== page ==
Police probe water bottle link to fatal school crash
THE alleged driver of the car that crashed through a classroom wall, killing two small boys, may have been distracted by a stray water bottle.
Police have said they believe Maha Al-Shennag, 52, became distracted by something in the moments before the fatal crash in Greenacre, in Sydney's west, on Tuesday morning. It's understood one line of inquiry for crash investigators is a stray water bottle may have distracted Al-Shennag.
They will also closely examine her mobile phone and the wrecked Toyota Kluger for clues.
A police spokeswoman would not comment on the claims as the case was now before the courts.
Two eight-year-old boys were killed, while two eight-year-old girls, and a nine-year-old, were injured when the car crashed through the Banksia Rd Public School wall.
Al-Shennag was charged with dangerous driving occasioning death and negligent driving and bailed to appear at Bankstown Local Court on November 29.
One of her neighbours told The Daily Telegraph : "She was so kind to us when we moved in - she bought us food and welcomed us to the street. She's always so nice to everyone around her."
It is understood her husband died earlier this year.
After her arrest, her lawyer Nick Hanna said his client was "deeply sorry for the loss and hurt suffered by the children, the school, the families and the community".
He added: "Her thoughts and prayers are with all those affected."
Members of her family were photographed talking angrily with media who had gathered outside her Punchbowl home.
Earlier today a family member of one the students seriously injured in the crash told news.com.au she still hadn't been told her classmates were dead.
The relative said the girl had been in pain all night - but it was the emotional scars her loved ones feared the most.
"She still doesn't know her classmates passed away. She keeps asking about them," the relative said.
The family is delaying telling her the tragic news until she is stronger.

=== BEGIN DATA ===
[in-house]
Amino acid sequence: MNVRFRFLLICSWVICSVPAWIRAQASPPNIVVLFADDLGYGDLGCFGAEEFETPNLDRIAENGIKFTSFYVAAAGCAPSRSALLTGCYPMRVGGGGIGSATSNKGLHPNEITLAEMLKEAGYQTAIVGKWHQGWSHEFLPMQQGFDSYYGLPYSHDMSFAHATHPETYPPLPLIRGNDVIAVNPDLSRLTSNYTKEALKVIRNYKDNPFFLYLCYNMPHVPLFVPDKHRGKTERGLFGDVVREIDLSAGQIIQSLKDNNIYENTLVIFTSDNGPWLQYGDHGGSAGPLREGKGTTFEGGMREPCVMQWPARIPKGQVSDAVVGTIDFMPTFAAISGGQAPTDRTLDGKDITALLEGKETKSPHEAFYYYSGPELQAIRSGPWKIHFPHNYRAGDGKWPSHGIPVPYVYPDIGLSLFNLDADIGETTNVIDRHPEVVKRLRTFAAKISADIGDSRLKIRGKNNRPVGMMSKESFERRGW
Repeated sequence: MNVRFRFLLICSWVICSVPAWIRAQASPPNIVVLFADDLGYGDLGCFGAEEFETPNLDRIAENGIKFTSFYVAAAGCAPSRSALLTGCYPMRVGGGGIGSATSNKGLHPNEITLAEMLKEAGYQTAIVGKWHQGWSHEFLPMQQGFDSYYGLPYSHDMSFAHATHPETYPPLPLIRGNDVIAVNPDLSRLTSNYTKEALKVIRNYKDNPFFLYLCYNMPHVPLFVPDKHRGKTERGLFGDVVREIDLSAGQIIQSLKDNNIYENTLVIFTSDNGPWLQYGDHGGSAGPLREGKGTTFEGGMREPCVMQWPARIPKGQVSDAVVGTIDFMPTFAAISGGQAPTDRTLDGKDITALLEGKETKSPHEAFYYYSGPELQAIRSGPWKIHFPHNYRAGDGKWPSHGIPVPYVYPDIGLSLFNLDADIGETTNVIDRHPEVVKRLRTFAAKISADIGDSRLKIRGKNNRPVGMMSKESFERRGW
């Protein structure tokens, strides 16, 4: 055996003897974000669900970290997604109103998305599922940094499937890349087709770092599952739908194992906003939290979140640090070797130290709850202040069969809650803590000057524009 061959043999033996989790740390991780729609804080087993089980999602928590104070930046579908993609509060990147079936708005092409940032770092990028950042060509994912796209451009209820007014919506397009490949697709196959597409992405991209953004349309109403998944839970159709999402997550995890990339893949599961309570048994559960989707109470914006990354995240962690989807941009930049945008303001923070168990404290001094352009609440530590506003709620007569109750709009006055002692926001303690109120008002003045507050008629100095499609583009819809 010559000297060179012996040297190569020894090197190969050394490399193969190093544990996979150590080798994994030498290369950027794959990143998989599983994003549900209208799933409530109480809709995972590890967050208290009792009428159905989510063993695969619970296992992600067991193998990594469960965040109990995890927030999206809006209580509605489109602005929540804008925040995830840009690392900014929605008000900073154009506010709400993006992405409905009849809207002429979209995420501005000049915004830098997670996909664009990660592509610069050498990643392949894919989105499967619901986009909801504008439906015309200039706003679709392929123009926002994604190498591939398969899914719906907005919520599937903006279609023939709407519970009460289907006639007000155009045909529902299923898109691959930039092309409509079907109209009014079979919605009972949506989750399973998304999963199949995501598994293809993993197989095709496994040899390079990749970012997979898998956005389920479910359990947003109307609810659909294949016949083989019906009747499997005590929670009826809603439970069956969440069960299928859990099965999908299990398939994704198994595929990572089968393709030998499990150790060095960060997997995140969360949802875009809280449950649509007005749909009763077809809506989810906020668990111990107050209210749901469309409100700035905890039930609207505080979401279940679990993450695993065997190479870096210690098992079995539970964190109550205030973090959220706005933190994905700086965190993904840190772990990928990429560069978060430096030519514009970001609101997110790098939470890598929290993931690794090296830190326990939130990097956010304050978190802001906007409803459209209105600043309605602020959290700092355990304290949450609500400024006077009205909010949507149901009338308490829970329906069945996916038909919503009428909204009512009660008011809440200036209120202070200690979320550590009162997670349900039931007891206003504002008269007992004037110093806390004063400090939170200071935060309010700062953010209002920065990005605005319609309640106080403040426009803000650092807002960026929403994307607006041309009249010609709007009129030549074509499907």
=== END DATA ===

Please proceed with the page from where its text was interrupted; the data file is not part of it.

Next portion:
The injured eight-year-old had not slept much overnight due to the pain she was in and also due to the trauma she'd been through.
"She just had stomach and chest pain all night and didn't sleep well due to what happened - she's very frightened."
There were 24 children aged between seven and 11 in the year three classroom at the time the car crashed through the wall.
This morning upset children began leaving flowers and cards in tribute for their lost schoolmates.
"May Allah bless you, both will be missed always," one message said. "A good heart has stopped beating, a good soul has ascended to heaven," said another.
"God is with you fly high into heaven," one card said that was surrounded by flowers and soft toys.
The grandfather of one of the boys said on social media his grandson loved everyone and died alongside his best friend.
"My grandson is a six generation at this school, all prefect, captains, community leader, and dux last year … this was my last grandchild at this school who excelled as well," the grandfather said.
Inside the school gates, a police car stood in an almost empty car park while a security guard stopped other vehicles trying to enter.
The school reopened for any students who want to attend, with counsellors on site for support, however most students stayed away today.
Isaac Tayba, who rushed to the school where his nephew is a Year 3 student, yesterday said it was a tragedy to see what happened.
"It was a difficult moment, we all left our jobs and rushed here," Mr Tayba said.
"You've got mothers over there fainting, you've got paramedics dealing with all the mothers and everyone is just nervous that it's their child."
"Apparently I think she (the driver) drove in there and instead of maybe pressing the brake, she might have hit the accelerator."
Acing Assistant Commissioner Stuart Smith said the incident was not being treated as intentional.
He said forensic staff would "methodically" pore over the car to try and determine what went wrong.
-additional reporting: AAP